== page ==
Johannesburg – Businessman and former ANC heavyweight Tokyo Sexwale’s allegation that trillions of dollars transferred to the South African Reserve Bank were stolen is mindboggling, to say the least.
The businessman set tongues wagging this week when he revealed that he was appointed in February 2018 to run what was to be called the Heritage Trust Fund, also known as the White Spiritual Boy Trust Fund.
The former Gauteng premier made some outlandish statements as he told how the fund could have been used to build massive infrastructure projects, provide free education, and give a boost to Covid-19 social grants by increasing it to R2 700 a month.
Sexwale made some serious accusations against the Reserve Bank, saying the central bank was involved in a high-level conspiracy, as the money was siphoned off by commercial banks who took it overseas before returning it to the country in the form of investments.
Strange things never cease to happen. Had this not been coming from a man who enjoys such a prominent social status and prestige, we would simply have dismissed Sexwale’s claims as mere delusions of a desperate attention-seeker. But poor Sexwale seems to be innocently sincere when he says he believes that the money reached the Reserve Bank.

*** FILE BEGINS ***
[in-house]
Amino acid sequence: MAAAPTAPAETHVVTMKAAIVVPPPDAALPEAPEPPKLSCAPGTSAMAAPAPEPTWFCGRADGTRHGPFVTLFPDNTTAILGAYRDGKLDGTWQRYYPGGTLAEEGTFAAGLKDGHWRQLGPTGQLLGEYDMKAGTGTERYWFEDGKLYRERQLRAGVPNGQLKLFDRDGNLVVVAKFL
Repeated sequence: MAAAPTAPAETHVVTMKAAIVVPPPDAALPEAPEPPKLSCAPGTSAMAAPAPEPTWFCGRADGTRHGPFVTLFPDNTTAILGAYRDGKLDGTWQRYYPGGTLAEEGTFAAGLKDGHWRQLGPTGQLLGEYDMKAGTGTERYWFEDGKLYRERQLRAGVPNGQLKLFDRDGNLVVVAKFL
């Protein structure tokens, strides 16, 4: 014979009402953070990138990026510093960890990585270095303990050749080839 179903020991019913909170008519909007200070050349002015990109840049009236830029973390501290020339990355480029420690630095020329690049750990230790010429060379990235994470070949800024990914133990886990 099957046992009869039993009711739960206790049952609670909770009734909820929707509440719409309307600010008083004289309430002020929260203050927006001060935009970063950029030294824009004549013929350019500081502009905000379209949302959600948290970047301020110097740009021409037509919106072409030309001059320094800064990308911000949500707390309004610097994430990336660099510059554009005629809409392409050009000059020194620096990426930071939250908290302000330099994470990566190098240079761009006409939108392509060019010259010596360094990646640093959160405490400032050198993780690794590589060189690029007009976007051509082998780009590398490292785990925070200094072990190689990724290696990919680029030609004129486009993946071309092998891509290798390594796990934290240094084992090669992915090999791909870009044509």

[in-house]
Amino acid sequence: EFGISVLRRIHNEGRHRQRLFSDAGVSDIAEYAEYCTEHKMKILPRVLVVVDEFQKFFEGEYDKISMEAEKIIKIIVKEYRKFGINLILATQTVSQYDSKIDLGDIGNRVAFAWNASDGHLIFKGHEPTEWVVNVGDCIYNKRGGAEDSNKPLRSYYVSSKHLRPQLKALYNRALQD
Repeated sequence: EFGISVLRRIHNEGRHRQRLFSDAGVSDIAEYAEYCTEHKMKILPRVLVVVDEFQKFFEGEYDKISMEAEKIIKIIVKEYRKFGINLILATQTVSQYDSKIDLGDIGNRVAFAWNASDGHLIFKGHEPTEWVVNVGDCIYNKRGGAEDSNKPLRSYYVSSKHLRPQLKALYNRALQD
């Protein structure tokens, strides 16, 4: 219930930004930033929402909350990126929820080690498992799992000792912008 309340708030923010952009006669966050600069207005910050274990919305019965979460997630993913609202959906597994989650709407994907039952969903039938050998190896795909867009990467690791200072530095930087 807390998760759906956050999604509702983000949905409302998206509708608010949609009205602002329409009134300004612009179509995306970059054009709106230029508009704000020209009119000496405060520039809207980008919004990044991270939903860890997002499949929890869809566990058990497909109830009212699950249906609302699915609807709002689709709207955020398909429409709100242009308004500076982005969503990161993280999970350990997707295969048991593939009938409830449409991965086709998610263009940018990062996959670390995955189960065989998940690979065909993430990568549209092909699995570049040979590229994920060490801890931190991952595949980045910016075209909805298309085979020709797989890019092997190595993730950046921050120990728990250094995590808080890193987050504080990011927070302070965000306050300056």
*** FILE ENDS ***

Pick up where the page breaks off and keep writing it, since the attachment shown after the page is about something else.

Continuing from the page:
He seems convinced and genuine when he says that Singaporean Boey Chark is the international manager of the fund. But what is surprising is why he does not believe the central bank when it denies ever receiving such money. It boggles the mind that the former politician seems to refuse to believe that he was scammed. Sexwale’s press briefing sounded like a comedy as he told how he, like a fool, called from office to office and sent WhatsApps to President Cyril Ramaphosa about the Heritage Trust Fund.
Could Sexwale be so naïve to believe that the money was stolen when even his own comrades, like Finance Minister Tito Mboweni for instance, tell him that he was conned? Explaining the scam, both the Treasury and the Reserve Bank have told how over the years they received requests and promises of billions (now trillions in Sexwale’s case) of rand or dollars, which in their experience could be simply regarded as scams. They said any claims that such funds are meant for deserving causes are merely empty promises to secure the interest of potential victims.
ANC treasurer-general Paul Mashatile, known to be close to Sexwale, also appeared to be pouring scorn on his friend’s allegations, telling News 24 that the money does not exist, as he urged Sexwale to close that chapter. More importantly, as Mashatile suggested, it should be easy to check in Singapore when such money was transferred if such a transaction was indeed effected.
It’s either Sexwale is naïve or is simply in denial about the scam, especially against the backdrop of his refusal to disclose how much he was going to be paid for his role as the main driver of the fund.
Could Sexwale have lost money to international fraudsters? Only time will tell. However, it is revealing that in his own words, Sexwale says he was left “high and dry”.
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